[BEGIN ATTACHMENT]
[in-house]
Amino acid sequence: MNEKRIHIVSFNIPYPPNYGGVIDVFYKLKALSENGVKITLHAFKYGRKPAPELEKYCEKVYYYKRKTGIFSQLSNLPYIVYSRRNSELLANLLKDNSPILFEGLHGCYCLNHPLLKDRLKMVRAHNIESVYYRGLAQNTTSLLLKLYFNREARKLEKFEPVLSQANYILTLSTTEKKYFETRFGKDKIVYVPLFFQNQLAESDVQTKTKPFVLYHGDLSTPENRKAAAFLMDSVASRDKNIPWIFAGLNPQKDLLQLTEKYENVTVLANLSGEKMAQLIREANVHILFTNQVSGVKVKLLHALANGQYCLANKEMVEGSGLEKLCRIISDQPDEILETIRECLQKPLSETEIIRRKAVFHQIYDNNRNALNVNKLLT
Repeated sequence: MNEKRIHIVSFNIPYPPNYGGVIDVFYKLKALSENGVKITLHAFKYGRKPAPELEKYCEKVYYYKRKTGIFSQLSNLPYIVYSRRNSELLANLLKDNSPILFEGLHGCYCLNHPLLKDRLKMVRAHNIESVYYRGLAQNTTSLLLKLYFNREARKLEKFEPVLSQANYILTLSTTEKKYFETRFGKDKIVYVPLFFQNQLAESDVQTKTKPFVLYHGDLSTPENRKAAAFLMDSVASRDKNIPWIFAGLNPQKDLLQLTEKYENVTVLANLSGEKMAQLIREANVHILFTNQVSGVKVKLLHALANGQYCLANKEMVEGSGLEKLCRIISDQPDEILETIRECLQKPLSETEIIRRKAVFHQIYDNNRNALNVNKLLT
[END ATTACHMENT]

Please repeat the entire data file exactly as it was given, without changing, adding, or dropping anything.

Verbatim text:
[in-house]
Amino acid sequence: MNEKRIHIVSFNIPYPPNYGGVIDVFYKLKALSENGVKITLHAFKYGRKPAPELEKYCEKVYYYKRKTGIFSQLSNLPYIVYSRRNSELLANLLKDNSPILFEGLHGCYCLNHPLLKDRLKMVRAHNIESVYYRGLAQNTTSLLLKLYFNREARKLEKFEPVLSQANYILTLSTTEKKYFETRFGKDKIVYVPLFFQNQLAESDVQTKTKPFVLYHGDLSTPENRKAAAFLMDSVASRDKNIPWIFAGLNPQKDLLQLTEKYENVTVLANLSGEKMAQLIREANVHILFTNQVSGVKVKLLHALANGQYCLANKEMVEGSGLEKLCRIISDQPDEILETIRECLQKPLSETEIIRRKAVFHQIYDNNRNALNVNKLLT
Repeated sequence: MNEKRIHIVSFNIPYPPNYGGVIDVFYKLKALSENGVKITLHAFKYGRKPAPELEKYCEKVYYYKRKTGIFSQLSNLPYIVYSRRNSELLANLLKDNSPILFEGLHGCYCLNHPLLKDRLKMVRAHNIESVYYRGLAQNTTSLLLKLYFNREARKLEKFEPVLSQANYILTLSTTEKKYFETRFGKDKIVYVPLFFQNQLAESDVQTKTKPFVLYHGDLSTPENRKAAAFLMDSVASRDKNIPWIFAGLNPQKDLLQLTEKYENVTVLANLSGEKMAQLIREANVHILFTNQVSGVKVKLLHALANGQYCLANKEMVEGSGLEKLCRIISDQPDEILETIRECLQKPLSETEIIRRKAVFHQIYDNNRNALNVNKLLT